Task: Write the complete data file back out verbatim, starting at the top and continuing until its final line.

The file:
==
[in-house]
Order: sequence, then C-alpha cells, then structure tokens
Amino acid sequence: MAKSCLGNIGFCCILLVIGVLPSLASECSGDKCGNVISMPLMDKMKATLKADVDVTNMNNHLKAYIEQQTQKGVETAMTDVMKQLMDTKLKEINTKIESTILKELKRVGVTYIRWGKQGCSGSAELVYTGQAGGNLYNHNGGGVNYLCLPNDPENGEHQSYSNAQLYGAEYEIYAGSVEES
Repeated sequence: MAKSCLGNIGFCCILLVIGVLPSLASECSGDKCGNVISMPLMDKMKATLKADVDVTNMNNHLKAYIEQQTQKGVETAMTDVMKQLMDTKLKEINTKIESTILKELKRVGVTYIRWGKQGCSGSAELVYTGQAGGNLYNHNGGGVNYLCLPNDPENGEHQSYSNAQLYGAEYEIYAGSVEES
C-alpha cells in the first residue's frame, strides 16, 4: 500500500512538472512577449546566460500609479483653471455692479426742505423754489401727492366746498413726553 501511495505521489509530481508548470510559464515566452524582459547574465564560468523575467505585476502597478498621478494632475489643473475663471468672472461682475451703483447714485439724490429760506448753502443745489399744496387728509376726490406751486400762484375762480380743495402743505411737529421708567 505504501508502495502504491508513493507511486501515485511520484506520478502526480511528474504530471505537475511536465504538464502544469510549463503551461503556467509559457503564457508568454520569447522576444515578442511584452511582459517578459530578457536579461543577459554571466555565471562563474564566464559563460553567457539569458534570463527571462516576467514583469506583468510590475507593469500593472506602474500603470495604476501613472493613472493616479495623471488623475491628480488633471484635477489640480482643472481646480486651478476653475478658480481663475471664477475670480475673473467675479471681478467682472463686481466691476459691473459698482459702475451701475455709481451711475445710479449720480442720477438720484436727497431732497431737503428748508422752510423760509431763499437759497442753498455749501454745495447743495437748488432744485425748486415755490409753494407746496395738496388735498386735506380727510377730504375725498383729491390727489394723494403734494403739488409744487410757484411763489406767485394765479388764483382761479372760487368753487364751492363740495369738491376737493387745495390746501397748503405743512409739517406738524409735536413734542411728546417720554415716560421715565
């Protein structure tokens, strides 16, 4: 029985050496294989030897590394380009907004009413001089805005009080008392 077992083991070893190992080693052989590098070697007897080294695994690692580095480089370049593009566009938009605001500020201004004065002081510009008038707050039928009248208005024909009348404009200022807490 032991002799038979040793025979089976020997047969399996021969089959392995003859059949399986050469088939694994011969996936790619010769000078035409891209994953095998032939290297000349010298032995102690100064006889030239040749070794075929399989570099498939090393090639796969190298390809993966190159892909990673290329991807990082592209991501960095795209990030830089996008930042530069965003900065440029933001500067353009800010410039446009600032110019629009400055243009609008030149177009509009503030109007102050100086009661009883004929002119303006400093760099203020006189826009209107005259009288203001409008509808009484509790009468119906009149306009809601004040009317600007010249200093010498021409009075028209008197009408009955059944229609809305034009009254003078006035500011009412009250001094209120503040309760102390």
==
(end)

[in-house]
Order: sequence, then C-alpha cells, then structure tokens
Amino acid sequence: MAKSCLGNIGFCCILLVIGVLPSLASECSGDKCGNVISMPLMDKMKATLKADVDVTNMNNHLKAYIEQQTQKGVETAMTDVMKQLMDTKLKEINTKIESTILKELKRVGVTYIRWGKQGCSGSAELVYTGQAGGNLYNHNGGGVNYLCLPNDPENGEHQSYSNAQLYGAEYEIYAGSVEES
Repeated sequence: MAKSCLGNIGFCCILLVIGVLPSLASECSGDKCGNVISMPLMDKMKATLKADVDVTNMNNHLKAYIEQQTQKGVETAMTDVMKQLMDTKLKEINTKIESTILKELKRVGVTYIRWGKQGCSGSAELVYTGQAGGNLYNHNGGGVNYLCLPNDPENGEHQSYSNAQLYGAEYEIYAGSVEES
C-alpha cells in the first residue's frame, strides 16, 4: 500500500512538472512577449546566460500609479483653471455692479426742505423754489401727492366746498413726553 501511495505521489509530481508548470510559464515566452524582459547574465564560468523575467505585476502597478498621478494632475489643473475663471468672472461682475451703483447714485439724490429760506448753502443745489399744496387728509376726490406751486400762484375762480380743495402743505411737529421708567 505504501508502495502504491508513493507511486501515485511520484506520478502526480511528474504530471505537475511536465504538464502544469510549463503551461503556467509559457503564457508568454520569447522576444515578442511584452511582459517578459530578457536579461543577459554571466555565471562563474564566464559563460553567457539569458534570463527571462516576467514583469506583468510590475507593469500593472506602474500603470495604476501613472493613472493616479495623471488623475491628480488633471484635477489640480482643472481646480486651478476653475478658480481663475471664477475670480475673473467675479471681478467682472463686481466691476459691473459698482459702475451701475455709481451711475445710479449720480442720477438720484436727497431732497431737503428748508422752510423760509431763499437759497442753498455749501454745495447743495437748488432744485425748486415755490409753494407746496395738496388735498386735506380727510377730504375725498383729491390727489394723494403734494403739488409744487410757484411763489406767485394765479388764483382761479372760487368753487364751492363740495369738491376737493387745495390746501397748503405743512409739517406738524409735536413734542411728546417720554415716560421715565
């Protein structure tokens, strides 16, 4: 029985050496294989030897590394380009907004009413001089805005009080008392 077992083991070893190992080693052989590098070697007897080294695994690692580095480089370049593009566009938009605001500020201004004065002081510009008038707050039928009248208005024909009348404009200022807490 032991002799038979040793025979089976020997047969399996021969089959392995003859059949399986050469088939694994011969996936790619010769000078035409891209994953095998032939290297000349010298032995102690100064006889030239040749070794075929399989570099498939090393090639796969190298390809993966190159892909990673290329991807990082592209991501960095795209990030830089996008930042530069965003900065440029933001500067353009800010410039446009600032110019629009400055243009609008030149177009509009503030109007102050100086009661009883004929002119303006400093760099203020006189826009209107005259009288203001409008509808009484509790009468119906009149306009809601004040009317600007010249200093010498021409009075028209008197009408009955059944229609809305034009009254003078006035500011009412009250001094209120503040309760102390």